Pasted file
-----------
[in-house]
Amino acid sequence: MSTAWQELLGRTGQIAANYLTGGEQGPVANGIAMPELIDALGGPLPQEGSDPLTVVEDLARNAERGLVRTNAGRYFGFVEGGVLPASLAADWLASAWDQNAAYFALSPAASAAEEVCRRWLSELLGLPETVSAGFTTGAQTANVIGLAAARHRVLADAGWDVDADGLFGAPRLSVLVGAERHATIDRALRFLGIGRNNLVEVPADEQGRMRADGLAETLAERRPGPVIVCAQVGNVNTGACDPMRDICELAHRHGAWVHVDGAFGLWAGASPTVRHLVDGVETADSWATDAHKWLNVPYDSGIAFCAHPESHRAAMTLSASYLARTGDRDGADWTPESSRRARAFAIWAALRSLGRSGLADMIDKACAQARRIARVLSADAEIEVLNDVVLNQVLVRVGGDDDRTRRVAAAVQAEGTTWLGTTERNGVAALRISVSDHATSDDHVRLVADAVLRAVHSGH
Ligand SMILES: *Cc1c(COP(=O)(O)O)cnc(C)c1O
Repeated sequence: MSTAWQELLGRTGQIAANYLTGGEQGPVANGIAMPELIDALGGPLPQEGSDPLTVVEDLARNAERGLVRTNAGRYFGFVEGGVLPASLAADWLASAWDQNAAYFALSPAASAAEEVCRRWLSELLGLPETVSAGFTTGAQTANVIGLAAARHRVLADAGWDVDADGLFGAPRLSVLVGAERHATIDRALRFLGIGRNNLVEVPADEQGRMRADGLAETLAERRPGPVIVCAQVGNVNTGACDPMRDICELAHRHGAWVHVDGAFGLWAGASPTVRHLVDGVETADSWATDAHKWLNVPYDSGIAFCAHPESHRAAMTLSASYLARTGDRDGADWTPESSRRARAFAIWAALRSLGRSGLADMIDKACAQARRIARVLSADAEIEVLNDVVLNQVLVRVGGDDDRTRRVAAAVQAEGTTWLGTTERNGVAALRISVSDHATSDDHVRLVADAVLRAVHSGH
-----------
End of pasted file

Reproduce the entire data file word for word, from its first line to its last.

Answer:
[in-house]
Amino acid sequence: MSTAWQELLGRTGQIAANYLTGGEQGPVANGIAMPELIDALGGPLPQEGSDPLTVVEDLARNAERGLVRTNAGRYFGFVEGGVLPASLAADWLASAWDQNAAYFALSPAASAAEEVCRRWLSELLGLPETVSAGFTTGAQTANVIGLAAARHRVLADAGWDVDADGLFGAPRLSVLVGAERHATIDRALRFLGIGRNNLVEVPADEQGRMRADGLAETLAERRPGPVIVCAQVGNVNTGACDPMRDICELAHRHGAWVHVDGAFGLWAGASPTVRHLVDGVETADSWATDAHKWLNVPYDSGIAFCAHPESHRAAMTLSASYLARTGDRDGADWTPESSRRARAFAIWAALRSLGRSGLADMIDKACAQARRIARVLSADAEIEVLNDVVLNQVLVRVGGDDDRTRRVAAAVQAEGTTWLGTTERNGVAALRISVSDHATSDDHVRLVADAVLRAVHSGH
Ligand SMILES: *Cc1c(COP(=O)(O)O)cnc(C)c1O
Repeated sequence: MSTAWQELLGRTGQIAANYLTGGEQGPVANGIAMPELIDALGGPLPQEGSDPLTVVEDLARNAERGLVRTNAGRYFGFVEGGVLPASLAADWLASAWDQNAAYFALSPAASAAEEVCRRWLSELLGLPETVSAGFTTGAQTANVIGLAAARHRVLADAGWDVDADGLFGAPRLSVLVGAERHATIDRALRFLGIGRNNLVEVPADEQGRMRADGLAETLAERRPGPVIVCAQVGNVNTGACDPMRDICELAHRHGAWVHVDGAFGLWAGASPTVRHLVDGVETADSWATDAHKWLNVPYDSGIAFCAHPESHRAAMTLSASYLARTGDRDGADWTPESSRRARAFAIWAALRSLGRSGLADMIDKACAQARRIARVLSADAEIEVLNDVVLNQVLVRVGGDDDRTRRVAAAVQAEGTTWLGTTERNGVAALRISVSDHATSDDHVRLVADAVLRAVHSGH